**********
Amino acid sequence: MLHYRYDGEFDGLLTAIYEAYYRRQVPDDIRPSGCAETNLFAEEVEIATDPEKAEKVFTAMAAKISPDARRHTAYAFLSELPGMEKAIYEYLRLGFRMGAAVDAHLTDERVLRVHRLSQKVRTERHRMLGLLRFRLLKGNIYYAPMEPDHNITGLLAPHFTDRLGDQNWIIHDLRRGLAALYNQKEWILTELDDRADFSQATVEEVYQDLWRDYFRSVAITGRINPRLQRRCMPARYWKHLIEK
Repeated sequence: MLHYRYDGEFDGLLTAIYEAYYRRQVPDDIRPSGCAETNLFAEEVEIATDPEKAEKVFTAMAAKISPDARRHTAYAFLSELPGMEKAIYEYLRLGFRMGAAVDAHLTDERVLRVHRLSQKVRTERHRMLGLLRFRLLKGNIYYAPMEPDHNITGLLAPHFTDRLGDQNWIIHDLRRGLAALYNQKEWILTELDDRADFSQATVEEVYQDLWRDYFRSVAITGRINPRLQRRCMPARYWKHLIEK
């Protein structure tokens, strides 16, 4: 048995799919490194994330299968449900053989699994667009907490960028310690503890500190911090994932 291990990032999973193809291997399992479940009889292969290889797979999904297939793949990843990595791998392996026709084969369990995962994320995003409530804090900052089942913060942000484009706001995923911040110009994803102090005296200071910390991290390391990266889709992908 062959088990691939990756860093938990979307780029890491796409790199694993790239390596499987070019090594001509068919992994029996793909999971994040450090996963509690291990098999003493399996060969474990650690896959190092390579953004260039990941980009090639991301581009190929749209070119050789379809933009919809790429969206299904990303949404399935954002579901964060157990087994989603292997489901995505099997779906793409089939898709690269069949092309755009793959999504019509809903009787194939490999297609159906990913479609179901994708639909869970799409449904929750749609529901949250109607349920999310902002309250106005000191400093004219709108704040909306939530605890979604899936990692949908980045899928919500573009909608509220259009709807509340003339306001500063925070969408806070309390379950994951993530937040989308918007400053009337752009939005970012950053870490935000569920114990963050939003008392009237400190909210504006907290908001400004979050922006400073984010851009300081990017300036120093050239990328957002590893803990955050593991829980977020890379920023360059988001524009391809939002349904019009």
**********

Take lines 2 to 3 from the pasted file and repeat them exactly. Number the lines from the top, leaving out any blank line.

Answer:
Repeated sequence: MLHYRYDGEFDGLLTAIYEAYYRRQVPDDIRPSGCAETNLFAEEVEIATDPEKAEKVFTAMAAKISPDARRHTAYAFLSELPGMEKAIYEYLRLGFRMGAAVDAHLTDERVLRVHRLSQKVRTERHRMLGLLRFRLLKGNIYYAPMEPDHNITGLLAPHFTDRLGDQNWIIHDLRRGLAALYNQKEWILTELDDRADFSQATVEEVYQDLWRDYFRSVAITGRINPRLQRRCMPARYWKHLIEK
């Protein structure tokens, strides 16, 4: 048995799919490194994330299968449900053989699994667009907490960028310690503890500190911090994932 291990990032999973193809291997399992479940009889292969290889797979999904297939793949990843990595791998392996026709084969369990995962994320995003409530804090900052089942913060942000484009706001995923911040110009994803102090005296200071910390991290390391990266889709992908 062959088990691939990756860093938990979307780029890491796409790199694993790239390596499987070019090594001509068919992994029996793909999971994040450090996963509690291990098999003493399996060969474990650690896959190092390579953004260039990941980009090639991301581009190929749209070119050789379809933009919809790429969206299904990303949404399935954002579901964060157990087994989603292997489901995505099997779906793409089939898709690269069949092309755009793959999504019509809903009787194939490999297609159906990913479609179901994708639909869970799409449904929750749609529901949250109607349920999310902002309250106005000191400093004219709108704040909306939530605890979604899936990692949908980045899928919500573009909608509220259009709807509340003339306001500063925070969408806070309390379950994951993530937040989308918007400053009337752009939005970012950053870490935000569920114990963050939003008392009237400190909210504006907290908001400004979050922006400073984010851009300081990017300036120093050239990328957002590893803990955050593991829980977020890379920023360059988001524009391809939002349904019009």